How can I append a line number and tab to the beginning of each line of a text file?

  • What I'm wondering is how you'd do it on Windows...
    – itsadok
    Commented Jul 21, 2009 at 17:37
  • 4
    Should this be on stackoverflow? For superuser the answer is Notepad & lots of patience.
    – kokos
    Commented Jul 21, 2009 at 22:10
  • 2
    So, do you want to prepend or append. Your title and body texts are different ;)
    – matpie
    Commented Jul 22, 2009 at 23:52
  • I guess I want to append to the beginning, "prepend" being only a word to hackers. Commented Jul 23, 2009 at 0:15
  • On Windows, as with any other programming-ish question, you could install Cygwin and then use the answers below. Commented Aug 10, 2013 at 14:45

9 Answers 9

awk '{printf "%d\t%s\n", NR, $0}' < filename
  • 14
    Or awk '{print NR, "\t", $0}'.
    – jtbandes
    Commented Jul 23, 2009 at 1:18
  • 2
    answer below, with nl command line, is a much simpler solution. Commented Oct 8, 2012 at 20:38
  • 2
    @DanielRibeiro simpler but less reliable and less flexible. Commented Aug 10, 2013 at 15:01
  • @DanielRibeiro The answer using nl is also WRONG. In source code, it will never give you the right line numbers, as it doesn't count lines with only whitespace.
    – oligofren
    Commented Apr 23, 2018 at 14:04
  • @jtbandes Your solution adds spaces between the line number and tab (at least on my mac) Commented Jun 18, 2019 at 6:53

The nl command should do this, but it adds space before the line number too. It's part of Linux coreutils.

nl lines.txt
 1  $bkWTN
 2  $cV8$.
  • 5
    Actually, you can tell nl to omit the space before the number. Just use the -w1 option to tell it the minimum width for a number is 1.
    – cjm
    Commented Feb 26, 2013 at 23:09
  • 2
    Beware that 'nl' assumes by default that your text is split into 'pages' with headers and footers, all delimited by lines like '\:' or '\:\:' or '\:\:\:'. If your text has any lines like this in it, then 'nl' will produce unexpected results, such as swallowing those lines, sections with no numbering, or restarting the numbering from 1 in a section. Use -dXY (where XY is a pair of characters that do not occur on a line by themselves in your text) to prevent this behaviour. In the general case, this might be hard to predict, so I'd recommend using one of the other solutions on this page. Commented Aug 10, 2013 at 14:49
  • Using '-w1' will not just remove the space after the numbers, but will also truncate the line numbers to only be one character wide, meaning your lines numbers only display their least significant digit. This is almost certainly not what you want. Commented Aug 10, 2013 at 14:58
  • 4
    With -nln you can left-justify if you don't want the space(s) before line numbers. Also, to specify a tab separator you could use -s$'\t' or -s' ' (insert a tab between the single quotes with ctrl+v then tab). Commented Dec 18, 2014 at 23:17
  • 3
    @JonathanHartley nl -w1 (from GNU coreutils 8.24) does not truncate the line numbers. Commented Jan 8, 2018 at 14:57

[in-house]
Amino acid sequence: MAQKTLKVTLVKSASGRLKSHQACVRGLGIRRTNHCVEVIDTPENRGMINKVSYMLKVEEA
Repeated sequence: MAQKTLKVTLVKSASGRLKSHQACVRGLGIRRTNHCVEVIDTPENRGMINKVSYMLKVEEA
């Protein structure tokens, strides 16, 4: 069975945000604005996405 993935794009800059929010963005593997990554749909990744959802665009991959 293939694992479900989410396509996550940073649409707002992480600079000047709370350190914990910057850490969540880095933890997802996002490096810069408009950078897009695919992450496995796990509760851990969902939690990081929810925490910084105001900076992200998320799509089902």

sed = test.txt | sed 'N;s/\n/\t/'

The sed = command will print the line number followed by a carriage return and then the next line.

The expression "N;s/\n/\t/" will take each line, get the next line (i.e. line number and the line), and replace the carriage return with a tab.

  • Prints a "t" with no tab with my version of sed: 8t I saw the best minds of my generation destroyed by 9t madness, starving hysterical naked, Commented Jul 21, 2009 at 16:49
  • 1
    Note that \n is line feed (commonly called just "newline", since its first widespread usage was in Unix), and \r is carriage return. Windows uses \r\n (also referred to as CRLF). Commented Aug 3, 2014 at 6:19
  • (Yay nitpicking!) Commented Aug 3, 2014 at 6:19
  • If we're going to get into nitpicking about how windows might be different, then we might need to consider UTF16.
    – mc0e
    Commented Jan 21, 2017 at 12:50
cat -n <yourfile> | perl -pe "s/^\s*(\d+)\s+/\1\t/"

cat -n adds linenumbers as " 123 linecontents" and that regexp modifies it to "linenumberTABlinecontents"

perl -pe "s/^/$.\t$_/" file.txt


perl -ne "print qq($.\t$_)" file.txt

How about

cat -n somefile.txt


  • 1
    No tab. (Comments needing 15 chars is a stupid requirement.) Commented Jul 21, 2009 at 16:42
  • 1
    This produces tabs on my system. cat (GNU coreutils) 6.10.
    – innaM
    Commented Jul 21, 2009 at 16:50
  • On my system, it adds (tab)number(space)line. BSD Utils. Commented Jul 21, 2009 at 16:59

OK, Here's a one-line bash solution:

$ IFS=$'\n';x=1;for l in $(<file.txt);do echo -e "$x\t$l";((x+=1));done
$ IFS=

The first IFS setting tells bash to read a full line at a time. The second line resets the IFS to default.

As an added bonus, it runs completely in your shell and doesn't exec a program!


Ok, since we are collecting ways to do this,

 grep -n . file.txt | sed 's/\(^[0-9]*\):/\1    /g'
 # this is a tab with Ctrl-V + Tab  =====>  ---- 
  • Now I see this. OK, delete my own post. What? You say that SU doesn't let you delete your own post?
    – Kevin M
    Commented Jul 23, 2009 at 0:42
  • grep + sed == awk Commented Jul 23, 2009 at 12:50
sed file.txt -e 's/^/\t/' | cat -n | sed -e 's/^\t//'

or for some non-GNU seds:

cat file.txt | sed -e 's/^/\\t/' | cat -n | sed -e 's/^\\t//'
  • Prints a "t" with no tab with my version of sed. Commented Jul 21, 2009 at 16:54
  • Edited to double-escape; try it like that.
    – chaos
    Commented Jul 21, 2009 at 17:18
  • If all else fails, just hit tab. :) (Or ^V tab if your shell gives you trouble with that.)
    – chaos
    Commented Jul 21, 2009 at 17:19
  • sed: 1: "test.txt": undefined label 'est.txt' Commented Jul 21, 2009 at 17:24
  • 'cat test.txt | sed -e 's/^/\\t/' | cat -n' prints (tab)number(space)\t(line) Commented Jul 21, 2009 at 17:25

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